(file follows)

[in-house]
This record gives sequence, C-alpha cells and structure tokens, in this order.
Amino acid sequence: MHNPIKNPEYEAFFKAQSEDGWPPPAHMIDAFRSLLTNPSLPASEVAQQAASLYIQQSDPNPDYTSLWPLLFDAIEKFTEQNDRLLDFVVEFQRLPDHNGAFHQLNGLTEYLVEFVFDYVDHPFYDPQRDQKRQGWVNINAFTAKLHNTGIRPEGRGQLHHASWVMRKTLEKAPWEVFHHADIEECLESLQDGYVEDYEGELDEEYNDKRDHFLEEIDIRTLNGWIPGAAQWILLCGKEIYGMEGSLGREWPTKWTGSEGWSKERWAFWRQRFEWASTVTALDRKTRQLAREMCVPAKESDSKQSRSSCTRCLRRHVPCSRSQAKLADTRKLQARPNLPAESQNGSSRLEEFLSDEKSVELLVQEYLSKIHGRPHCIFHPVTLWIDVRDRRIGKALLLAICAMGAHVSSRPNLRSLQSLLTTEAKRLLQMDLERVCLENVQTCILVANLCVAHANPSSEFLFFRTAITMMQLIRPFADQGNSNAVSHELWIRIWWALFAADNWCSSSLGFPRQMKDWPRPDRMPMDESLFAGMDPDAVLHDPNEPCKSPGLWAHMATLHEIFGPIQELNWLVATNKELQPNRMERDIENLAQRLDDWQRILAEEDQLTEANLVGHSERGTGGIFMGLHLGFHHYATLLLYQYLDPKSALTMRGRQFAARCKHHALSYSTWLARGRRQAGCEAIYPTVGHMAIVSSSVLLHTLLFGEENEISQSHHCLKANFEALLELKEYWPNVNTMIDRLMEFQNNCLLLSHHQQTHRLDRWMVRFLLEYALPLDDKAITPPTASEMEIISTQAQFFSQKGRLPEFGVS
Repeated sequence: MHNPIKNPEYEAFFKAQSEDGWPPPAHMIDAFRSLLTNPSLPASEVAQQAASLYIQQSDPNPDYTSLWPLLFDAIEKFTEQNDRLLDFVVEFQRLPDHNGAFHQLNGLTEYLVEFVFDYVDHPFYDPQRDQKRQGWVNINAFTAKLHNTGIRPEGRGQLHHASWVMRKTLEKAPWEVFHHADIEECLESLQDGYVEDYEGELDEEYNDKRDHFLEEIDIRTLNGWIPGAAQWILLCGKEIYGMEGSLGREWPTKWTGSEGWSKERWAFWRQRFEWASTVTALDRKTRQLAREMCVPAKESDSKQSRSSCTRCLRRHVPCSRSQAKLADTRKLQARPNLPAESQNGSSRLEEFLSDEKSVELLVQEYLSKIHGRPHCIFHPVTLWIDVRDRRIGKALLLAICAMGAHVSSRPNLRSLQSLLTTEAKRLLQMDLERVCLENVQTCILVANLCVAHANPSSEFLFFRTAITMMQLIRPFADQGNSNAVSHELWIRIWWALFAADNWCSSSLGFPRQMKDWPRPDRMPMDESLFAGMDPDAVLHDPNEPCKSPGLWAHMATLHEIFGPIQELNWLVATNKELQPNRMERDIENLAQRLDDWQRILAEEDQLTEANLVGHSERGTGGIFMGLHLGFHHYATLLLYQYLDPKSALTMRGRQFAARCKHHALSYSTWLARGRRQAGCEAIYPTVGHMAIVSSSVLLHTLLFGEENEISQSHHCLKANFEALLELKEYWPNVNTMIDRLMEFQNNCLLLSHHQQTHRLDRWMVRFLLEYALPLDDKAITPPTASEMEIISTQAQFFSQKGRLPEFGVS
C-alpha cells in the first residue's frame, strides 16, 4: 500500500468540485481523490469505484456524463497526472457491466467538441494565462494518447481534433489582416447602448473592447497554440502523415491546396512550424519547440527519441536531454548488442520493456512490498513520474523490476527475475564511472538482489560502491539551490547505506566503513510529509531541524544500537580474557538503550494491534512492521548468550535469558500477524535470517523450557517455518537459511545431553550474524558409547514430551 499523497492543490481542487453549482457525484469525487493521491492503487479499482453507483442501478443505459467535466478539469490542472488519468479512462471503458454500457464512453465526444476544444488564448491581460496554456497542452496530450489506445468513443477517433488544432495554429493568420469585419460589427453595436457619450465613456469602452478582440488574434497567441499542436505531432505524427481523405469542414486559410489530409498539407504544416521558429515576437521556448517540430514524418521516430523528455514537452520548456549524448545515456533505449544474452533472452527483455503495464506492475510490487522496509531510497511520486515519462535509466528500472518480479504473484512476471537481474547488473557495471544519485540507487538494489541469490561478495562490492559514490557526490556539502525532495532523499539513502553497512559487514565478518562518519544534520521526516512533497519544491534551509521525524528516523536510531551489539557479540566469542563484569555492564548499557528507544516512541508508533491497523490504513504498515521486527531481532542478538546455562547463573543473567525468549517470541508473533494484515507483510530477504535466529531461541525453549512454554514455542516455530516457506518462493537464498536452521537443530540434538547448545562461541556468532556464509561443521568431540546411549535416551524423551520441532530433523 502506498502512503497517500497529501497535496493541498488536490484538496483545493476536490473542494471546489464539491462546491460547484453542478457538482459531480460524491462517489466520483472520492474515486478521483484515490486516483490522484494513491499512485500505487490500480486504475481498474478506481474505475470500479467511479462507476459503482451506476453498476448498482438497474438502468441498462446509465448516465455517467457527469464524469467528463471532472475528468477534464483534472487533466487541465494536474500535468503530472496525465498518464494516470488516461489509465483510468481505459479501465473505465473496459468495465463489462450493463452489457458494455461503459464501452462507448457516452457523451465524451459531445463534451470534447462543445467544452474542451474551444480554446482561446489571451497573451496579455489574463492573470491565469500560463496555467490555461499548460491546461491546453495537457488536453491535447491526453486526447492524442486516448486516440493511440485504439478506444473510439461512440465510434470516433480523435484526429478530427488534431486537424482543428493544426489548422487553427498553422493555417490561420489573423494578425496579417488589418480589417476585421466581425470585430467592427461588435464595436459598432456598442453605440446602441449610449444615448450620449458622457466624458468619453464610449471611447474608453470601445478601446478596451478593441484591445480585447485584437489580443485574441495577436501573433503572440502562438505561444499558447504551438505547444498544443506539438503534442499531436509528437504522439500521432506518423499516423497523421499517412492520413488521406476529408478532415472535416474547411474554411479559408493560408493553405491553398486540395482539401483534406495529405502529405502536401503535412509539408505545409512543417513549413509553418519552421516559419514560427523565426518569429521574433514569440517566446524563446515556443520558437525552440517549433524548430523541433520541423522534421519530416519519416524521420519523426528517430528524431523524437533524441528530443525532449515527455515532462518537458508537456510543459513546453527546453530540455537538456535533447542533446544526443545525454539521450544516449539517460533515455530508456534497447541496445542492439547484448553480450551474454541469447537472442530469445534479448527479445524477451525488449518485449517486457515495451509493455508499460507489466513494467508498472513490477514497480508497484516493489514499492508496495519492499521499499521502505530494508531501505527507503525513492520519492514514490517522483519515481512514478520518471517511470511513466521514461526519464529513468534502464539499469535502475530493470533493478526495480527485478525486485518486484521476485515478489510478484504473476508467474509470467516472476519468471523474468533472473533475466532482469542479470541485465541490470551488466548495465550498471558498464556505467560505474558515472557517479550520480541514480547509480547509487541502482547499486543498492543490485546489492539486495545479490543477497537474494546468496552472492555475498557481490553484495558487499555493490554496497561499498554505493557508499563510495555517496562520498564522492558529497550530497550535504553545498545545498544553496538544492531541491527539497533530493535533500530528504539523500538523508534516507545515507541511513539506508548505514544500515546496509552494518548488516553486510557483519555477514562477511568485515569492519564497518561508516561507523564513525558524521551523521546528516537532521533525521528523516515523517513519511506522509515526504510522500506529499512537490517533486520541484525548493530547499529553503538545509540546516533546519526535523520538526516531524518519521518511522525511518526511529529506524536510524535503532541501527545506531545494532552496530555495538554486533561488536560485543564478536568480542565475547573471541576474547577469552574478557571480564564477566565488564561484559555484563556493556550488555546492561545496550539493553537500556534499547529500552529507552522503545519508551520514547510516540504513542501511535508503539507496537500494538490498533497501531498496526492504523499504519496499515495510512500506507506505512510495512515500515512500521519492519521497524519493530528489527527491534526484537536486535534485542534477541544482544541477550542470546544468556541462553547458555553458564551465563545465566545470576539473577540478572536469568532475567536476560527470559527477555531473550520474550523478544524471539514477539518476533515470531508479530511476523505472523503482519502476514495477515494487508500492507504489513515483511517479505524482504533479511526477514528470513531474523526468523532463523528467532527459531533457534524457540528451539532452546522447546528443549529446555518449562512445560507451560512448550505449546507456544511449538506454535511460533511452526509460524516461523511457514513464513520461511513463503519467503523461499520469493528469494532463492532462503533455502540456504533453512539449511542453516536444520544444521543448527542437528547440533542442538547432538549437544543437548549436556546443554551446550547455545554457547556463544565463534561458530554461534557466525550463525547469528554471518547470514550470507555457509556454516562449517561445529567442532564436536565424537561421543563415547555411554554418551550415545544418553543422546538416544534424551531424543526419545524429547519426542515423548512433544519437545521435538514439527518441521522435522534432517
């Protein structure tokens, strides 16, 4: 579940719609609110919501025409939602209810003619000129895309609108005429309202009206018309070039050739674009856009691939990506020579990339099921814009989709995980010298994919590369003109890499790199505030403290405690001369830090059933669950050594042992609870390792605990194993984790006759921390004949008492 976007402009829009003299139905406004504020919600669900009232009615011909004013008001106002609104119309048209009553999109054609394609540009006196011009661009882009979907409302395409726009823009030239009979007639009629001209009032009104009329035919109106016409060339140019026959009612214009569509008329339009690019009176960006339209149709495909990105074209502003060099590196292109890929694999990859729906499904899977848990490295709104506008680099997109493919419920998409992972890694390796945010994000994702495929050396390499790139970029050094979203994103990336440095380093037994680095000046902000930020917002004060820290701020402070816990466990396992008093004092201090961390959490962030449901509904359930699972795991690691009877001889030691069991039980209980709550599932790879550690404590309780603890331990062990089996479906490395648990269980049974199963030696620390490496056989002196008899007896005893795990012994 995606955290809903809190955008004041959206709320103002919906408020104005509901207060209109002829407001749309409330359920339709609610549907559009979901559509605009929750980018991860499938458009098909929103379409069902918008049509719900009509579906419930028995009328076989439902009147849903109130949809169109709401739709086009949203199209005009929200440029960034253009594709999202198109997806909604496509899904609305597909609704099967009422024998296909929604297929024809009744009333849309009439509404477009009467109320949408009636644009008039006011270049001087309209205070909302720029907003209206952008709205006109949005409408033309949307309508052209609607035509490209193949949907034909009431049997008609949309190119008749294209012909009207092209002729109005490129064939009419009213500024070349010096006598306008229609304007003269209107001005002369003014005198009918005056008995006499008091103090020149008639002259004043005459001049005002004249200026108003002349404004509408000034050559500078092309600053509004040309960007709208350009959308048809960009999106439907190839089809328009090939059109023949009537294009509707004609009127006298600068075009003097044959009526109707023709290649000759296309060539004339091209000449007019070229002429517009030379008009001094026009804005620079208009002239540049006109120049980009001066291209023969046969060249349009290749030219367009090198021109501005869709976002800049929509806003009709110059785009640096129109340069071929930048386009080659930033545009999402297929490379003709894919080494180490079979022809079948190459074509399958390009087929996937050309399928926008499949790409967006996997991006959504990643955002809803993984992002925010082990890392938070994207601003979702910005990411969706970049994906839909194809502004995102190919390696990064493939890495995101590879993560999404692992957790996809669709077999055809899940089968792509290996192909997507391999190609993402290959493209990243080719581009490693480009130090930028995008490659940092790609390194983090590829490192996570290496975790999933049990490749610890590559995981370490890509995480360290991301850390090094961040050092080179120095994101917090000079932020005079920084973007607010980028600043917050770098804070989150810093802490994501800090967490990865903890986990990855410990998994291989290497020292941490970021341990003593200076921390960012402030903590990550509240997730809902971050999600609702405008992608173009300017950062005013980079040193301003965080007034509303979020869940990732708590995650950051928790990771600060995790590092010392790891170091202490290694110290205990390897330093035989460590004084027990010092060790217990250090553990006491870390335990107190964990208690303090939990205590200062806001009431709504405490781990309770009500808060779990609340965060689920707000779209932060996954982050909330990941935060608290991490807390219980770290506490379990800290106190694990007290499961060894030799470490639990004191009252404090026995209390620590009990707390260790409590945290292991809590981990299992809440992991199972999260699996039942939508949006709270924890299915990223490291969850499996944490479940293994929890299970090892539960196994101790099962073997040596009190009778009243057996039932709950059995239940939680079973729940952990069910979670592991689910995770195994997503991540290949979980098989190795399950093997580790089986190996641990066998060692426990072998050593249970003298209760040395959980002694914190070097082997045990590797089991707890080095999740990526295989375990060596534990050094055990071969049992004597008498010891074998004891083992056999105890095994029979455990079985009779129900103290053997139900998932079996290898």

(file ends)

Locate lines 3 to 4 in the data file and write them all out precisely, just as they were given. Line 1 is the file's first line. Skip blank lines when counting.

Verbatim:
Amino acid sequence: MHNPIKNPEYEAFFKAQSEDGWPPPAHMIDAFRSLLTNPSLPASEVAQQAASLYIQQSDPNPDYTSLWPLLFDAIEKFTEQNDRLLDFVVEFQRLPDHNGAFHQLNGLTEYLVEFVFDYVDHPFYDPQRDQKRQGWVNINAFTAKLHNTGIRPEGRGQLHHASWVMRKTLEKAPWEVFHHADIEECLESLQDGYVEDYEGELDEEYNDKRDHFLEEIDIRTLNGWIPGAAQWILLCGKEIYGMEGSLGREWPTKWTGSEGWSKERWAFWRQRFEWASTVTALDRKTRQLAREMCVPAKESDSKQSRSSCTRCLRRHVPCSRSQAKLADTRKLQARPNLPAESQNGSSRLEEFLSDEKSVELLVQEYLSKIHGRPHCIFHPVTLWIDVRDRRIGKALLLAICAMGAHVSSRPNLRSLQSLLTTEAKRLLQMDLERVCLENVQTCILVANLCVAHANPSSEFLFFRTAITMMQLIRPFADQGNSNAVSHELWIRIWWALFAADNWCSSSLGFPRQMKDWPRPDRMPMDESLFAGMDPDAVLHDPNEPCKSPGLWAHMATLHEIFGPIQELNWLVATNKELQPNRMERDIENLAQRLDDWQRILAEEDQLTEANLVGHSERGTGGIFMGLHLGFHHYATLLLYQYLDPKSALTMRGRQFAARCKHHALSYSTWLARGRRQAGCEAIYPTVGHMAIVSSSVLLHTLLFGEENEISQSHHCLKANFEALLELKEYWPNVNTMIDRLMEFQNNCLLLSHHQQTHRLDRWMVRFLLEYALPLDDKAITPPTASEMEIISTQAQFFSQKGRLPEFGVS
Repeated sequence: MHNPIKNPEYEAFFKAQSEDGWPPPAHMIDAFRSLLTNPSLPASEVAQQAASLYIQQSDPNPDYTSLWPLLFDAIEKFTEQNDRLLDFVVEFQRLPDHNGAFHQLNGLTEYLVEFVFDYVDHPFYDPQRDQKRQGWVNINAFTAKLHNTGIRPEGRGQLHHASWVMRKTLEKAPWEVFHHADIEECLESLQDGYVEDYEGELDEEYNDKRDHFLEEIDIRTLNGWIPGAAQWILLCGKEIYGMEGSLGREWPTKWTGSEGWSKERWAFWRQRFEWASTVTALDRKTRQLAREMCVPAKESDSKQSRSSCTRCLRRHVPCSRSQAKLADTRKLQARPNLPAESQNGSSRLEEFLSDEKSVELLVQEYLSKIHGRPHCIFHPVTLWIDVRDRRIGKALLLAICAMGAHVSSRPNLRSLQSLLTTEAKRLLQMDLERVCLENVQTCILVANLCVAHANPSSEFLFFRTAITMMQLIRPFADQGNSNAVSHELWIRIWWALFAADNWCSSSLGFPRQMKDWPRPDRMPMDESLFAGMDPDAVLHDPNEPCKSPGLWAHMATLHEIFGPIQELNWLVATNKELQPNRMERDIENLAQRLDDWQRILAEEDQLTEANLVGHSERGTGGIFMGLHLGFHHYATLLLYQYLDPKSALTMRGRQFAARCKHHALSYSTWLARGRRQAGCEAIYPTVGHMAIVSSSVLLHTLLFGEENEISQSHHCLKANFEALLELKEYWPNVNTMIDRLMEFQNNCLLLSHHQQTHRLDRWMVRFLLEYALPLDDKAITPPTASEMEIISTQAQFFSQKGRLPEFGVS